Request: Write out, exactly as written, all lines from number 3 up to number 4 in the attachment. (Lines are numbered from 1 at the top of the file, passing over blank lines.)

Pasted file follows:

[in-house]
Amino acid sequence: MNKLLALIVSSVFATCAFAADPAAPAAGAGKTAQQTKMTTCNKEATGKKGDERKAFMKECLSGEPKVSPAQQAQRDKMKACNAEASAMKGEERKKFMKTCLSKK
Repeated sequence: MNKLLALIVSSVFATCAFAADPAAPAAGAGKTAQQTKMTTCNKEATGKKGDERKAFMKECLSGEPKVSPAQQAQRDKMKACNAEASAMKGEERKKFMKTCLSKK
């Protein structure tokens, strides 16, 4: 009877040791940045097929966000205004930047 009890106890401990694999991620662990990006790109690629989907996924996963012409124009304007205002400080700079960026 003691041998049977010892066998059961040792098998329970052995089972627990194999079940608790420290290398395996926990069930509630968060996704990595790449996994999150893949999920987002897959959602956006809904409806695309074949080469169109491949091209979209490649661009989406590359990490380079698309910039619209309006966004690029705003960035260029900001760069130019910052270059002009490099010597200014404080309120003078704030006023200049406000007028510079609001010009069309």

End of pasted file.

Repeated sequence: MNKLLALIVSSVFATCAFAADPAAPAAGAGKTAQQTKMTTCNKEATGKKGDERKAFMKECLSGEPKVSPAQQAQRDKMKACNAEASAMKGEERKKFMKTCLSKK
């Protein structure tokens, strides 16, 4: 009877040791940045097929966000205004930047 009890106890401990694999991620662990990006790109690629989907996924996963012409124009304007205002400080700079960026 003691041998049977010892066998059961040792098998329970052995089972627990194999079940608790420290290398395996926990069930509630968060996704990595790449996994999150893949999920987002897959959602956006809904409806695309074949080469169109491949091209979209490649661009989406590359990490380079698309910039619209309006966004690029705003960035260029900001760069130019910052270059002009490099010597200014404080309120003078704030006023200049406000007028510079609001010009069309």